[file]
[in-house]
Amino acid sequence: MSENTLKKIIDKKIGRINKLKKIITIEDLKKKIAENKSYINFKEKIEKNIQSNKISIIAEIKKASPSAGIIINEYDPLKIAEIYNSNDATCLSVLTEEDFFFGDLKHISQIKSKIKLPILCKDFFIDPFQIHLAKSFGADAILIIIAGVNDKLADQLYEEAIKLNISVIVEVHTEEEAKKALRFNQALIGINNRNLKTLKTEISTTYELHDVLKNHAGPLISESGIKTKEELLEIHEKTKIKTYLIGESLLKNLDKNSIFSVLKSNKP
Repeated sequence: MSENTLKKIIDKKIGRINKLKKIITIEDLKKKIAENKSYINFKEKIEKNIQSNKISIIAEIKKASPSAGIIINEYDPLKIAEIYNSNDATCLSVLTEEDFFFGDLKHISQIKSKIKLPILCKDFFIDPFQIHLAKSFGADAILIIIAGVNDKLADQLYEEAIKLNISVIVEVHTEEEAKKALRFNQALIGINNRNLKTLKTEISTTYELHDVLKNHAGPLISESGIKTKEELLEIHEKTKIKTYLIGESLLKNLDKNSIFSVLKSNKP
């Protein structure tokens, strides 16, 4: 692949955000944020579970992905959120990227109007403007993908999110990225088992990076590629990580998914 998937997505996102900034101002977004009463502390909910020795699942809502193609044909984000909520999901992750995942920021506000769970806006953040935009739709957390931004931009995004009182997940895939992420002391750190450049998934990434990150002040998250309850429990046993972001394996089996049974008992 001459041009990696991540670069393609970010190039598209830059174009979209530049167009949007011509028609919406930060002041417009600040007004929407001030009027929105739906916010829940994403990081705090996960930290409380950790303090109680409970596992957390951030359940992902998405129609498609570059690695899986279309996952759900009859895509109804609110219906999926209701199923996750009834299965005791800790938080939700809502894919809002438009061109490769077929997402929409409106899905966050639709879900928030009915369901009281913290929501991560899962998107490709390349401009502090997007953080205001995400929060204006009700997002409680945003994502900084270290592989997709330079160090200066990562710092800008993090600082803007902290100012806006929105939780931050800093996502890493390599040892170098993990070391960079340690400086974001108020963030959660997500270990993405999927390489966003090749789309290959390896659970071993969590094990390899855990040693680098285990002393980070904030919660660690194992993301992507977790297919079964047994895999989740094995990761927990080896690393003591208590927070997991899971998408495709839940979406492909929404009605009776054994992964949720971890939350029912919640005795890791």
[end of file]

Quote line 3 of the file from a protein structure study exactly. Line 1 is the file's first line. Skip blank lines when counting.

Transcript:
Repeated sequence: MSENTLKKIIDKKIGRINKLKKIITIEDLKKKIAENKSYINFKEKIEKNIQSNKISIIAEIKKASPSAGIIINEYDPLKIAEIYNSNDATCLSVLTEEDFFFGDLKHISQIKSKIKLPILCKDFFIDPFQIHLAKSFGADAILIIIAGVNDKLADQLYEEAIKLNISVIVEVHTEEEAKKALRFNQALIGINNRNLKTLKTEISTTYELHDVLKNHAGPLISESGIKTKEELLEIHEKTKIKTYLIGESLLKNLDKNSIFSVLKSNKP